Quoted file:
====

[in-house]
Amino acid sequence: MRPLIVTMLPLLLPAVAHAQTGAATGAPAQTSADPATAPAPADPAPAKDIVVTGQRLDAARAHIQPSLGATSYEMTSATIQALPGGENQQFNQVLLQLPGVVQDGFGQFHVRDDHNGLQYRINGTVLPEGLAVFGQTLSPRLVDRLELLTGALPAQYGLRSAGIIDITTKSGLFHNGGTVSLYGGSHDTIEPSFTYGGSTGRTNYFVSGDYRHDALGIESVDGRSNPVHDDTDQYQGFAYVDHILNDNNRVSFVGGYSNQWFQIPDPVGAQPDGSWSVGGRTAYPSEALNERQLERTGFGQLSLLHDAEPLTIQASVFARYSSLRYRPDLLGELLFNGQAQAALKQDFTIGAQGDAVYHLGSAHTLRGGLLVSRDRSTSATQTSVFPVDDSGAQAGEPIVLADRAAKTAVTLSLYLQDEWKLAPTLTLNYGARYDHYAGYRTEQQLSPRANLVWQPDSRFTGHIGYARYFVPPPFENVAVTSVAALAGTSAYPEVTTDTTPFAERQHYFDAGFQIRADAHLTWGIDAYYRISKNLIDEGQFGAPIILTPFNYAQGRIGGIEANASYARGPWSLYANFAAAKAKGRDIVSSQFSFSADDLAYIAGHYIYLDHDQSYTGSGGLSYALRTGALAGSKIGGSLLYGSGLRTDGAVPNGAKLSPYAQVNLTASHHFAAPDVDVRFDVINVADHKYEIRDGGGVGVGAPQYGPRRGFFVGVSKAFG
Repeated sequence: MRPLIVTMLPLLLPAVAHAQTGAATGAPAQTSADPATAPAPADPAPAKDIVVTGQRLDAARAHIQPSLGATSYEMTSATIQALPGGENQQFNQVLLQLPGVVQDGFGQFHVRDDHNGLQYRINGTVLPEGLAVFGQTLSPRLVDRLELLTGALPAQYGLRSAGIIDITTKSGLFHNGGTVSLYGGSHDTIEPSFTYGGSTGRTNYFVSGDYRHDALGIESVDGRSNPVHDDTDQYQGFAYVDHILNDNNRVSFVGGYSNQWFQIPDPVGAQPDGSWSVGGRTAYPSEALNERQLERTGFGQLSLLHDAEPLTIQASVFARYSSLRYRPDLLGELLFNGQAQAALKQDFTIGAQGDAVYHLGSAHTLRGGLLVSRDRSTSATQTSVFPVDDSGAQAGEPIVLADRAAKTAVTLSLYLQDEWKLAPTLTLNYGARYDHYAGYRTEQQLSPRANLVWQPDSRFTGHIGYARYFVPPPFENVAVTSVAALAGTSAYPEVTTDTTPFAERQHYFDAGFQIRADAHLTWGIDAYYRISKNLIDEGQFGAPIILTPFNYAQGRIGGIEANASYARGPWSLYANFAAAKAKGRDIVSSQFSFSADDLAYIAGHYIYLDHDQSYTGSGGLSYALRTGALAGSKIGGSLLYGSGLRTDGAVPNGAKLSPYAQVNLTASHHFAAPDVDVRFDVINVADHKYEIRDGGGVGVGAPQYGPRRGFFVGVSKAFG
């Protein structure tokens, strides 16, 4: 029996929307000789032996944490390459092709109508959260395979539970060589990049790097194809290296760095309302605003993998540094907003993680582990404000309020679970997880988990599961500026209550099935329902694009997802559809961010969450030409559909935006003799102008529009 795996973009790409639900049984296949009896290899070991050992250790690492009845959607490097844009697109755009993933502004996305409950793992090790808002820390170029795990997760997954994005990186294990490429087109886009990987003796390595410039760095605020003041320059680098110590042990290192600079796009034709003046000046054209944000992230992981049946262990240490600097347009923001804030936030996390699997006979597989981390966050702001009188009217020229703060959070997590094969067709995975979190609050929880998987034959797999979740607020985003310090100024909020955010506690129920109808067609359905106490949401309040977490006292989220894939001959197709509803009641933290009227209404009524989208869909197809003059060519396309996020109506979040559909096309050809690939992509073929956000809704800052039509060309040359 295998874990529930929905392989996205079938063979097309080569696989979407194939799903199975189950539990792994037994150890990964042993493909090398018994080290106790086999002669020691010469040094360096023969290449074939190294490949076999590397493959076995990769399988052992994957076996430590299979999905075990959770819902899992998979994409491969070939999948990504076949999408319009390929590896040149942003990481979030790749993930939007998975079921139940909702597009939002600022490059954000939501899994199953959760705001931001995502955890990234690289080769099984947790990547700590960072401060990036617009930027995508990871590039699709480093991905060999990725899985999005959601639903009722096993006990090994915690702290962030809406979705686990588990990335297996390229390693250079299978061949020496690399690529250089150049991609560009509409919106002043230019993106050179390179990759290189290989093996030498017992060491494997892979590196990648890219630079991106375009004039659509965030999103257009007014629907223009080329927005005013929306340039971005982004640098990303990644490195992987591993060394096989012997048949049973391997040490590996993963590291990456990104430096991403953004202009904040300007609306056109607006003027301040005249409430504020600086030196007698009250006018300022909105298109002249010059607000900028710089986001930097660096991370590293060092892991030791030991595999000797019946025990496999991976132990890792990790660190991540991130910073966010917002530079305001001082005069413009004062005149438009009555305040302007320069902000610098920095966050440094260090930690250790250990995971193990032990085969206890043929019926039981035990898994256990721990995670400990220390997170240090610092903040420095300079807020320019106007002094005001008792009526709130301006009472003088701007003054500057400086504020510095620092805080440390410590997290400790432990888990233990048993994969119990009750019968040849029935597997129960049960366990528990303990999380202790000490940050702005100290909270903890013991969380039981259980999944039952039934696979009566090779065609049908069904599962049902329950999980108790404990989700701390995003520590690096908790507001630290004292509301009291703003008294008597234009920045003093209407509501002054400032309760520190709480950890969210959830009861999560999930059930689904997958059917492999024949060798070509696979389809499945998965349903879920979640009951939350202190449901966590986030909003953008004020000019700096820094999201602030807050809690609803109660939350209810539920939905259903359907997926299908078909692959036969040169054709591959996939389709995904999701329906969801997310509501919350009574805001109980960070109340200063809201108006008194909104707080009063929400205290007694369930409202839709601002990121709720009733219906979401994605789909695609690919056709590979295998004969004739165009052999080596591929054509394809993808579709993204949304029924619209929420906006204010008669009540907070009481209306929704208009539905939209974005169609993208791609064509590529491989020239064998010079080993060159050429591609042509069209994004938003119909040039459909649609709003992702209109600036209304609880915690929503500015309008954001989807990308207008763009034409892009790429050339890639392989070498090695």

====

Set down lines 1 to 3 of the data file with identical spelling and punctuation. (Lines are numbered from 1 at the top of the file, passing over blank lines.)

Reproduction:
[in-house]
Amino acid sequence: MRPLIVTMLPLLLPAVAHAQTGAATGAPAQTSADPATAPAPADPAPAKDIVVTGQRLDAARAHIQPSLGATSYEMTSATIQALPGGENQQFNQVLLQLPGVVQDGFGQFHVRDDHNGLQYRINGTVLPEGLAVFGQTLSPRLVDRLELLTGALPAQYGLRSAGIIDITTKSGLFHNGGTVSLYGGSHDTIEPSFTYGGSTGRTNYFVSGDYRHDALGIESVDGRSNPVHDDTDQYQGFAYVDHILNDNNRVSFVGGYSNQWFQIPDPVGAQPDGSWSVGGRTAYPSEALNERQLERTGFGQLSLLHDAEPLTIQASVFARYSSLRYRPDLLGELLFNGQAQAALKQDFTIGAQGDAVYHLGSAHTLRGGLLVSRDRSTSATQTSVFPVDDSGAQAGEPIVLADRAAKTAVTLSLYLQDEWKLAPTLTLNYGARYDHYAGYRTEQQLSPRANLVWQPDSRFTGHIGYARYFVPPPFENVAVTSVAALAGTSAYPEVTTDTTPFAERQHYFDAGFQIRADAHLTWGIDAYYRISKNLIDEGQFGAPIILTPFNYAQGRIGGIEANASYARGPWSLYANFAAAKAKGRDIVSSQFSFSADDLAYIAGHYIYLDHDQSYTGSGGLSYALRTGALAGSKIGGSLLYGSGLRTDGAVPNGAKLSPYAQVNLTASHHFAAPDVDVRFDVINVADHKYEIRDGGGVGVGAPQYGPRRGFFVGVSKAFG
Repeated sequence: MRPLIVTMLPLLLPAVAHAQTGAATGAPAQTSADPATAPAPADPAPAKDIVVTGQRLDAARAHIQPSLGATSYEMTSATIQALPGGENQQFNQVLLQLPGVVQDGFGQFHVRDDHNGLQYRINGTVLPEGLAVFGQTLSPRLVDRLELLTGALPAQYGLRSAGIIDITTKSGLFHNGGTVSLYGGSHDTIEPSFTYGGSTGRTNYFVSGDYRHDALGIESVDGRSNPVHDDTDQYQGFAYVDHILNDNNRVSFVGGYSNQWFQIPDPVGAQPDGSWSVGGRTAYPSEALNERQLERTGFGQLSLLHDAEPLTIQASVFARYSSLRYRPDLLGELLFNGQAQAALKQDFTIGAQGDAVYHLGSAHTLRGGLLVSRDRSTSATQTSVFPVDDSGAQAGEPIVLADRAAKTAVTLSLYLQDEWKLAPTLTLNYGARYDHYAGYRTEQQLSPRANLVWQPDSRFTGHIGYARYFVPPPFENVAVTSVAALAGTSAYPEVTTDTTPFAERQHYFDAGFQIRADAHLTWGIDAYYRISKNLIDEGQFGAPIILTPFNYAQGRIGGIEANASYARGPWSLYANFAAAKAKGRDIVSSQFSFSADDLAYIAGHYIYLDHDQSYTGSGGLSYALRTGALAGSKIGGSLLYGSGLRTDGAVPNGAKLSPYAQVNLTASHHFAAPDVDVRFDVINVADHKYEIRDGGGVGVGAPQYGPRRGFFVGVSKAFG